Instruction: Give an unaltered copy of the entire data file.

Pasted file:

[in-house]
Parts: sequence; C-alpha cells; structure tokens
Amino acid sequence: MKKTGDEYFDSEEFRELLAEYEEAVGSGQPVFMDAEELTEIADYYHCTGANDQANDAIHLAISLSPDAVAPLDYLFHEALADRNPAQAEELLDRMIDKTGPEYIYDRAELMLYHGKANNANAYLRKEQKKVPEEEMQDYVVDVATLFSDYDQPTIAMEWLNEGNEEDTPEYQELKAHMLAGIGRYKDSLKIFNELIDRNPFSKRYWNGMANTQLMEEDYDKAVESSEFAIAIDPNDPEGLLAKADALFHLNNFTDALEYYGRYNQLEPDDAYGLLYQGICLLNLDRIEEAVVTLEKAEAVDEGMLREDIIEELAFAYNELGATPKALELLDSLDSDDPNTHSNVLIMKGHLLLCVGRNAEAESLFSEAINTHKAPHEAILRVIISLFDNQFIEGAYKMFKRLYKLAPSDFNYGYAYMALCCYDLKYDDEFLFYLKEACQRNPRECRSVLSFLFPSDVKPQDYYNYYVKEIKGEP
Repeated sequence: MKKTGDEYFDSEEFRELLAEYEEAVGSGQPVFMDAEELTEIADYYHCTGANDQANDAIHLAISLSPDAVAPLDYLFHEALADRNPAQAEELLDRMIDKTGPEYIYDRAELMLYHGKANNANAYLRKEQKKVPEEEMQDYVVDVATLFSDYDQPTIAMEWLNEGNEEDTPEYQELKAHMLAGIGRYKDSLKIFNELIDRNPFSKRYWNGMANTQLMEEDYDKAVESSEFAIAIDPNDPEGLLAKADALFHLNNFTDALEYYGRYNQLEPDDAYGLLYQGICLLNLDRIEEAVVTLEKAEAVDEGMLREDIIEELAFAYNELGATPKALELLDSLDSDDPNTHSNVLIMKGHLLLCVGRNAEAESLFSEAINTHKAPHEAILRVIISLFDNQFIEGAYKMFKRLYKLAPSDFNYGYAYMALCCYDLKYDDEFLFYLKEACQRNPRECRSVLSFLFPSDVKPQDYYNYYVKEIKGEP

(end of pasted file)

[in-house]
Parts: sequence; C-alpha cells; structure tokens
Amino acid sequence: MKKTGDEYFDSEEFRELLAEYEEAVGSGQPVFMDAEELTEIADYYHCTGANDQANDAIHLAISLSPDAVAPLDYLFHEALADRNPAQAEELLDRMIDKTGPEYIYDRAELMLYHGKANNANAYLRKEQKKVPEEEMQDYVVDVATLFSDYDQPTIAMEWLNEGNEEDTPEYQELKAHMLAGIGRYKDSLKIFNELIDRNPFSKRYWNGMANTQLMEEDYDKAVESSEFAIAIDPNDPEGLLAKADALFHLNNFTDALEYYGRYNQLEPDDAYGLLYQGICLLNLDRIEEAVVTLEKAEAVDEGMLREDIIEELAFAYNELGATPKALELLDSLDSDDPNTHSNVLIMKGHLLLCVGRNAEAESLFSEAINTHKAPHEAILRVIISLFDNQFIEGAYKMFKRLYKLAPSDFNYGYAYMALCCYDLKYDDEFLFYLKEACQRNPRECRSVLSFLFPSDVKPQDYYNYYVKEIKGEP
Repeated sequence: MKKTGDEYFDSEEFRELLAEYEEAVGSGQPVFMDAEELTEIADYYHCTGANDQANDAIHLAISLSPDAVAPLDYLFHEALADRNPAQAEELLDRMIDKTGPEYIYDRAELMLYHGKANNANAYLRKEQKKVPEEEMQDYVVDVATLFSDYDQPTIAMEWLNEGNEEDTPEYQELKAHMLAGIGRYKDSLKIFNELIDRNPFSKRYWNGMANTQLMEEDYDKAVESSEFAIAIDPNDPEGLLAKADALFHLNNFTDALEYYGRYNQLEPDDAYGLLYQGICLLNLDRIEEAVVTLEKAEAVDEGMLREDIIEELAFAYNELGATPKALELLDSLDSDDPNTHSNVLIMKGHLLLCVGRNAEAESLFSEAINTHKAPHEAILRVIISLFDNQFIEGAYKMFKRLYKLAPSDFNYGYAYMALCCYDLKYDDEFLFYLKEACQRNPRECRSVLSFLFPSDVKPQDYYNYYVKEIKGEP